Millenials aren’t really different. Charities just haven’t been paying attention!

"Selfie" by Patrik Nygren. Used with permission.

“Selfie” by Patrik Nygren. Used with permission.

Charities have gotten used to the WORLD WAR II GENERATION‘s trust in big social programs. Big programs overcame the Great Depression and overcame Hitler, right? So if “everyone does their part” we’ll overcome the next hurdle.

But their kids, the SILENT GENERATION started questioning the blind dependence on large organizations. Those questions became much louder in the BOOMERS. In fact, Boomers loudly asked questions like, “Your charity is good? So what. What’s in it for me?”

Boomers raised, GENERATION X who took the question “are you relevant to me” to a whole new level. We in Gen X are even less trusting of organizations. We’re the ones that have been marketed to since birth, often through Saturday morning cartoons and after school specials. And we saw companies fire our parents or our friends’ parents, so we know there isn’t security in organizations or programs. We wanted to volunteer first to see if we could trust the charity’s leaders. And since many of our generation had to take care of themselves from an early age, we’re pretty scrappy. We’re great at figuring cheaper and more effective ways of doing things and want to see that in our charities. If we don’t, we’ll just find a way to do it ourselves.

Both Gen Xers and some late Boomers have raised MILLENIALS. Millenials have all the characteristics of their parents but there are so many Millenials charities are no longer able to ignore them. Millenials take our questions and scrappiness to a new level of expecting access to the top leaders and transparency about charities. And as digital natives, they expect to be able to find it all from their phones.

It’s not about the Millenials

I’m a Gen Xer who is fed up with hearing sensational headlines about Millenials. I’m especially tired of people putting Millenials down as though we’d be better off going back to three TV channels and black & white photos.

If your charity is stuck focusing on the WW II generation donor with the PBS/NPR attitude of “just do your part,” you’re preparing for extinction. It’s time to wake up and listen to the shift in donors over the last century. The genie is out of the bottle. The blind faith, “trust me” type donations are going away.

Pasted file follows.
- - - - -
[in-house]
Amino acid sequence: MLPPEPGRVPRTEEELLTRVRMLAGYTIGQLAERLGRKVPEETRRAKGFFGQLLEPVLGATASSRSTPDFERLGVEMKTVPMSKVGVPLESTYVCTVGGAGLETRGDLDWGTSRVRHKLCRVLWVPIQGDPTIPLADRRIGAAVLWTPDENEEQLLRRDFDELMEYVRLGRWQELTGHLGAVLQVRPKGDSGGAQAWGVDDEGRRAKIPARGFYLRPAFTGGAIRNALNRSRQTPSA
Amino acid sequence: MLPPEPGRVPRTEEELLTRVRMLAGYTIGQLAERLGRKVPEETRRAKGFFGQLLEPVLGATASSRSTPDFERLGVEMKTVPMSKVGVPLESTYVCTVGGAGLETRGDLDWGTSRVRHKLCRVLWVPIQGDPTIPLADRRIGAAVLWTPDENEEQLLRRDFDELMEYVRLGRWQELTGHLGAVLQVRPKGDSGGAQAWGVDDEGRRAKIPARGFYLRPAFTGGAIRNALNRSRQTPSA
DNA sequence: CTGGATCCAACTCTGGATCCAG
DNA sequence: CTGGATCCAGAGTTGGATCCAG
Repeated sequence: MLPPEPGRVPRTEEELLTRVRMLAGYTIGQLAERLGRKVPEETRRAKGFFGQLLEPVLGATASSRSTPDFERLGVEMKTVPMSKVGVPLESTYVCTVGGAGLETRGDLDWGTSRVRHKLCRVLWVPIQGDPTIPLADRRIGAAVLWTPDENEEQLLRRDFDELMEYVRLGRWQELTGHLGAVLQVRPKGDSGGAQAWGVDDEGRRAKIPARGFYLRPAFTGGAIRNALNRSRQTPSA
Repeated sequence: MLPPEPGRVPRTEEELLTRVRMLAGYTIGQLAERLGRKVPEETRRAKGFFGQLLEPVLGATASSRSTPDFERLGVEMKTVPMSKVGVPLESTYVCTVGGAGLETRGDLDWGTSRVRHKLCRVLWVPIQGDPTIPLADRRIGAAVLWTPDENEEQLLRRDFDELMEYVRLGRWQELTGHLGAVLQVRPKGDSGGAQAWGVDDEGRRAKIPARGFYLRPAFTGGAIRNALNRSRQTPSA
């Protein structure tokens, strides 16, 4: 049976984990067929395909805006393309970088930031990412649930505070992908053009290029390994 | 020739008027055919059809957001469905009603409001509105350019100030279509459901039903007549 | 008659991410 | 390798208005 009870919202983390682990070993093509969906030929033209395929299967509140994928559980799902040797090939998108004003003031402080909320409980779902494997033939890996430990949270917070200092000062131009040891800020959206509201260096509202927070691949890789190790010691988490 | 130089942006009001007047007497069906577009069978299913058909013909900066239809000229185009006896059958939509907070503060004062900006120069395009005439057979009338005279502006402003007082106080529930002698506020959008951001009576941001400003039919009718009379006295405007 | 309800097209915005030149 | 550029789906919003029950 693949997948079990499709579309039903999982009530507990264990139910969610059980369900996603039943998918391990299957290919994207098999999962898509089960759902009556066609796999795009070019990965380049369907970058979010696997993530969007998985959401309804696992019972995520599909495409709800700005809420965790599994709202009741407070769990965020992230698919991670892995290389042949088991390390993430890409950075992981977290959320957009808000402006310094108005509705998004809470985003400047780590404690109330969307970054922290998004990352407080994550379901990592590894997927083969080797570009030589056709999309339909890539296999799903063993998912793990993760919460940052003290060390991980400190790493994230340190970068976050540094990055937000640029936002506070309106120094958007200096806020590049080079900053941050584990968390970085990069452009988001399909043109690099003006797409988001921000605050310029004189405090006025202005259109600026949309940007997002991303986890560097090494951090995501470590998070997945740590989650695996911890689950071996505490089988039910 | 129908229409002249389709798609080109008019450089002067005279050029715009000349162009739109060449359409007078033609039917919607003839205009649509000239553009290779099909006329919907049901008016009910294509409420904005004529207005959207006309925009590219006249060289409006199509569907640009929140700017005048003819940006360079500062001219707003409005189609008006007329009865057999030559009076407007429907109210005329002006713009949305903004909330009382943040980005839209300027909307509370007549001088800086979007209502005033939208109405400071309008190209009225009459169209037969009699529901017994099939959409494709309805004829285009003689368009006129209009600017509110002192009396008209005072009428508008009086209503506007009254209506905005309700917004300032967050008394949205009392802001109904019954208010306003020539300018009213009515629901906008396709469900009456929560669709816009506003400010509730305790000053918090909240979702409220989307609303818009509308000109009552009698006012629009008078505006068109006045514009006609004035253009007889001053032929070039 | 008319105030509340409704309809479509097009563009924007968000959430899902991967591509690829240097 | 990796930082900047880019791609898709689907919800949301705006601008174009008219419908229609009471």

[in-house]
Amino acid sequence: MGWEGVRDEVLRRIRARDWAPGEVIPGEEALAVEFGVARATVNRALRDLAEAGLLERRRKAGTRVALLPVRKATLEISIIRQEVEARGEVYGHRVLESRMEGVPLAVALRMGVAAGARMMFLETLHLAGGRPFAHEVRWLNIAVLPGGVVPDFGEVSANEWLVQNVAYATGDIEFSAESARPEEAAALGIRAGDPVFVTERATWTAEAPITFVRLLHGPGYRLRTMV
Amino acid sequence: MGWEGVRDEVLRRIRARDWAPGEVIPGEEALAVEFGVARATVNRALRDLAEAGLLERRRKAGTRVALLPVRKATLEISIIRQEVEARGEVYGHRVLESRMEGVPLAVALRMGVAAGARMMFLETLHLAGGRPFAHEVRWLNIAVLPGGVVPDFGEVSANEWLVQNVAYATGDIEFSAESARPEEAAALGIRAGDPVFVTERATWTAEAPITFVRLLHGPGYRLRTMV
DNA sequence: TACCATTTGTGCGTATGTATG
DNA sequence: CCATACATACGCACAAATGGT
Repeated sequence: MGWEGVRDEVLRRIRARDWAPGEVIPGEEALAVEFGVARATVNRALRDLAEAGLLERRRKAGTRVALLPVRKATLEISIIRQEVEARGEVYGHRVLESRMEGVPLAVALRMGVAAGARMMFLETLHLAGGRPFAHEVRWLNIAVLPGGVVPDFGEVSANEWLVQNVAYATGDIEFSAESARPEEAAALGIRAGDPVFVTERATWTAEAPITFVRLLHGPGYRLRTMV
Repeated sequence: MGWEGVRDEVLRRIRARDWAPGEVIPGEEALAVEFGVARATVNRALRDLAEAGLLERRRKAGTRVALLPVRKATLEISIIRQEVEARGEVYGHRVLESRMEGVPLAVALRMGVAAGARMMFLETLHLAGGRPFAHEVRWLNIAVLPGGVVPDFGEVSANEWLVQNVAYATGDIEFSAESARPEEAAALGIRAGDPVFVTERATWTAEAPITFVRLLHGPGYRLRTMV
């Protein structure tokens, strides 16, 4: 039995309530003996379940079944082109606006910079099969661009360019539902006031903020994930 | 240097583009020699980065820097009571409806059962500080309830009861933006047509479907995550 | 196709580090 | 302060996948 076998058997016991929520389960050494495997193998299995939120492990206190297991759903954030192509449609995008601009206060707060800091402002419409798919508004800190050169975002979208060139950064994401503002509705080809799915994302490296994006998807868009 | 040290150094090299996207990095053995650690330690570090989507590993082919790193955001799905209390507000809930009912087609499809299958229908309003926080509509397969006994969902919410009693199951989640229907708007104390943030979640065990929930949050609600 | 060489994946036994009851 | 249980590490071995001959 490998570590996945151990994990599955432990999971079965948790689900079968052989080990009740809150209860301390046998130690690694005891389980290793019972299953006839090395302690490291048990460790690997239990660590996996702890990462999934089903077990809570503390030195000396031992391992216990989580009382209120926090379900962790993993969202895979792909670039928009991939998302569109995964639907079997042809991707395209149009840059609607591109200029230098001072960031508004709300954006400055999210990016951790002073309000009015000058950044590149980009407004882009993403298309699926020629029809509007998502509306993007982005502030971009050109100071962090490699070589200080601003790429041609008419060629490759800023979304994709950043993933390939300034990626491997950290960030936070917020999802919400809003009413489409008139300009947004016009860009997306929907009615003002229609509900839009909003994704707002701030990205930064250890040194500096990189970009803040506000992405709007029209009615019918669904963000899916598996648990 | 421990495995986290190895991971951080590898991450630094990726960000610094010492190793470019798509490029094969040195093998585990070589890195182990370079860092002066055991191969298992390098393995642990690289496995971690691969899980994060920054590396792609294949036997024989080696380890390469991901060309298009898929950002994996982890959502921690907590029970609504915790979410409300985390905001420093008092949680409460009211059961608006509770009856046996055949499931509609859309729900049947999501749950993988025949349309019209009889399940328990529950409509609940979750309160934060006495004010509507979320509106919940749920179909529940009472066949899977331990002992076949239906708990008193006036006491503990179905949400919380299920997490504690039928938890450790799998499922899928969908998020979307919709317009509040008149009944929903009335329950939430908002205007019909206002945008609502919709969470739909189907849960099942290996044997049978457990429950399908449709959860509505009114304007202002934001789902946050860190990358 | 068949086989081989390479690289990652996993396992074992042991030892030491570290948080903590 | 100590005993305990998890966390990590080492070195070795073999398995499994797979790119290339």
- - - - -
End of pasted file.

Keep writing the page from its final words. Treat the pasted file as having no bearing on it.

As great was the WW II generation is, the last of them were born in 1924 so there aren’t many around anymore. If you want your nonprofit to keep existing, it’s time to learn to talk to their kids, their grandkids, and their great grandkids.

Stop freaking out about how “different” the Millenials are. But don’t try to shift your entire fundraising and volunteer systems to Millenials either. Instead, learn to communicate with Boomers. They are the largest subset of current donors. And learn to communicate effectively with Xers. There are less of us but we’re in the prime years of our income producing (as lean as those years may be). And we’re the next board members – if we’re not on your boards already. As you’re doing this, you’ll learn to talk with Millenials. And you’ll be able to keep the funding and volunteers your charity needs now and in the future.

Generational studies can be really helpful as you figure out how to communicate. I love the work of William Strauss and Neil Howe, like their book “The Fourth Turning.” You can get a synopsis of their thinking at

If webinars are more your style, Cara Stillett – a Millenial herself – did a training on generations in the workplace for The Nonprofit Academy. You can read more at:

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